When I first moved to Philadelphia, the Goldman Theatre, on 15th and Market Streets, was already in bad shape. The white facade was sooty and most of the tubes that had illuminated the theater’s surname – GOLDMAN, spelled out vertically — had fizzled and burned out. I walked past it every day on my way to Suburban Station, noting the titles advertised on the marquee — nothing I’d ever heard of or would ever want to see. There was a red velveteen display case next to the ticket window, featuring curled and yellowed news clippings of the Goldman’s glory days. Peering in through the greasy windows, I learned that the Goldman was one of the city’s oldest first-run movie theaters, a place where film stars had shown up in limousines for glamorous premieres. But by 1984, that was ancient history. The most exciting thing happening at the Goldman was that it was about to be torn down.
It’s funny how you can walk past a building every day and not really see it, how one minor change in its appearance can make you understand what you’re seeing entirely differently. To me, the Goldman was merely an eyesore. I was unmoved by editorials that appeared in the Philadelphia Inquirer, complaining that first television and then multiplex theaters had ruined the experience of cinema and that people had lowered their expectations so considerably that film, too, was a dying art. It was sad, I thought, but that’s progress. Where I grew up, in Phoenix, new gas stations and grocery stores and houses were born every day. There was an atmosphere of plenty, a weird consensus among the citizenry (mostly transplanted Easterners) that it was impossible for anything to die or be depleted.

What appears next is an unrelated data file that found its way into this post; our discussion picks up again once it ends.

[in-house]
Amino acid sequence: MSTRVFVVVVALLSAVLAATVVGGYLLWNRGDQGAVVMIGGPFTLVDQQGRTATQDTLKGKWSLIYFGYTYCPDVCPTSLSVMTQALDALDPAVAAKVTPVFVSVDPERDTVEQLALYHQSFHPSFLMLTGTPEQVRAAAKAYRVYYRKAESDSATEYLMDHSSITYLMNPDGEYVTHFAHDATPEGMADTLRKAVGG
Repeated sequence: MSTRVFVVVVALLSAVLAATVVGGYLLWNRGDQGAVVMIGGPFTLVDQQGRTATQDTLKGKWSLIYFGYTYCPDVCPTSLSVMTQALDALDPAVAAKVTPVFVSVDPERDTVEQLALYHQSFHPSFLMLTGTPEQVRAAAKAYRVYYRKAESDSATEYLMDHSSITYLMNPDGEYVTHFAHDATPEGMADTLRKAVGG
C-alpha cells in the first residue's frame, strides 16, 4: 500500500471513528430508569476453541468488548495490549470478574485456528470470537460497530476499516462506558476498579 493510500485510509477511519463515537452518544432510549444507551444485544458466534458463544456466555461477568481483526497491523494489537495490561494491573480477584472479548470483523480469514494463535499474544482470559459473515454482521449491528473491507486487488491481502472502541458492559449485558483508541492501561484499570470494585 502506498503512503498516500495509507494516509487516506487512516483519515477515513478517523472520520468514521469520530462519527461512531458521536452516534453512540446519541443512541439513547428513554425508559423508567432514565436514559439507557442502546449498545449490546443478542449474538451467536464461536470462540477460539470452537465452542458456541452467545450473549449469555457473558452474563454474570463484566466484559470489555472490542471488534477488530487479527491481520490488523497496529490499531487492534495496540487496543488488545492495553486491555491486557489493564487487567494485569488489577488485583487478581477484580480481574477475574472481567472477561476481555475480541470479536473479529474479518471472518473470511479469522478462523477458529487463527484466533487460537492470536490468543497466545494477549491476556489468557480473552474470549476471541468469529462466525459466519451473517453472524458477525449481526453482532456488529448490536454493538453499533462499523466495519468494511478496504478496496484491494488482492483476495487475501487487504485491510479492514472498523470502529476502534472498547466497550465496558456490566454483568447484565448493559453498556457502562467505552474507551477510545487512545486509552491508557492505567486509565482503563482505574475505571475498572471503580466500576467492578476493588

Such were my sentiments when I visited the corner of 15th and Market one dreary, rainy evening, the evening the wrecking crew was to begin the blasting and hammering that would bring the Goldman down. I arrived just in time to see the “G” plucked from the tower’s shoulders by the talons of a squealing crane. The “G” hovered in the black sky a moment, gleaming in the floodlights the crew had set up. Then finally it was lowered; I remember how it twisted and swung, as if it were resisting, in the gentle wind.